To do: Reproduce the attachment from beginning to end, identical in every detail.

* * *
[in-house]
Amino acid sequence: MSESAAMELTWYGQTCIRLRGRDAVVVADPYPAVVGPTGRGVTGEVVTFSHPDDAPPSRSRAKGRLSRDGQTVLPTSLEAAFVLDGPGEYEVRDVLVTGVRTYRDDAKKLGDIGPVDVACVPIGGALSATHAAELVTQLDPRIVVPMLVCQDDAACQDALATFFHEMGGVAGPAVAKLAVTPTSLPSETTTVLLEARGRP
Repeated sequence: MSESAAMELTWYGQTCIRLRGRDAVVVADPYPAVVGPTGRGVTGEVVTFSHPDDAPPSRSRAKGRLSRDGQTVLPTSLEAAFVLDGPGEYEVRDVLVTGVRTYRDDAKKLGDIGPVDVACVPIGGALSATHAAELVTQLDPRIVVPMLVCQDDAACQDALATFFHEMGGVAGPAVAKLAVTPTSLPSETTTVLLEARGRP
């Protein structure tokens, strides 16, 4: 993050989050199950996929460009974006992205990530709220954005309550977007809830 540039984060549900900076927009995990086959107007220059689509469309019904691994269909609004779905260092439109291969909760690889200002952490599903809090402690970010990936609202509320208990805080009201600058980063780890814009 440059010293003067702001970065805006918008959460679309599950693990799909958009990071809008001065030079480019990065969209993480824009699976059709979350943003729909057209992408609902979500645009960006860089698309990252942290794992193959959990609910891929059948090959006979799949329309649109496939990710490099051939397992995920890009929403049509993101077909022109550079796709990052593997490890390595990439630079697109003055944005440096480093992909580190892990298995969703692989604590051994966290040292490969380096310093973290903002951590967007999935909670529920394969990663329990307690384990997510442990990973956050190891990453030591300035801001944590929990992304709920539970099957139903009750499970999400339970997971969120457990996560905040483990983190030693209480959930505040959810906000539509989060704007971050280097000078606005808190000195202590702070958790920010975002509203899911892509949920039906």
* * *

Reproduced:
[in-house]
Amino acid sequence: MSESAAMELTWYGQTCIRLRGRDAVVVADPYPAVVGPTGRGVTGEVVTFSHPDDAPPSRSRAKGRLSRDGQTVLPTSLEAAFVLDGPGEYEVRDVLVTGVRTYRDDAKKLGDIGPVDVACVPIGGALSATHAAELVTQLDPRIVVPMLVCQDDAACQDALATFFHEMGGVAGPAVAKLAVTPTSLPSETTTVLLEARGRP
Repeated sequence: MSESAAMELTWYGQTCIRLRGRDAVVVADPYPAVVGPTGRGVTGEVVTFSHPDDAPPSRSRAKGRLSRDGQTVLPTSLEAAFVLDGPGEYEVRDVLVTGVRTYRDDAKKLGDIGPVDVACVPIGGALSATHAAELVTQLDPRIVVPMLVCQDDAACQDALATFFHEMGGVAGPAVAKLAVTPTSLPSETTTVLLEARGRP
């Protein structure tokens, strides 16, 4: 993050989050199950996929460009974006992205990530709220954005309550977007809830 540039984060549900900076927009995990086959107007220059689509469309019904691994269909609004779905260092439109291969909760690889200002952490599903809090402690970010990936609202509320208990805080009201600058980063780890814009 440059010293003067702001970065805006918008959460679309599950693990799909958009990071809008001065030079480019990065969209993480824009699976059709979350943003729909057209992408609902979500645009960006860089698309990252942290794992193959959990609910891929059948090959006979799949329309649109496939990710490099051939397992995920890009929403049509993101077909022109550079796709990052593997490890390595990439630079697109003055944005440096480093992909580190892990298995969703692989604590051994966290040292490969380096310093973290903002951590967007999935909670529920394969990663329990307690384990997510442990990973956050190891990453030591300035801001944590929990992304709920539970099957139903009750499970999400339970997971969120457990996560905040483990983190030693209480959930505040959810906000539509989060704007971050280097000078606005808190000195202590702070958790920010975002509203899911892509949920039906």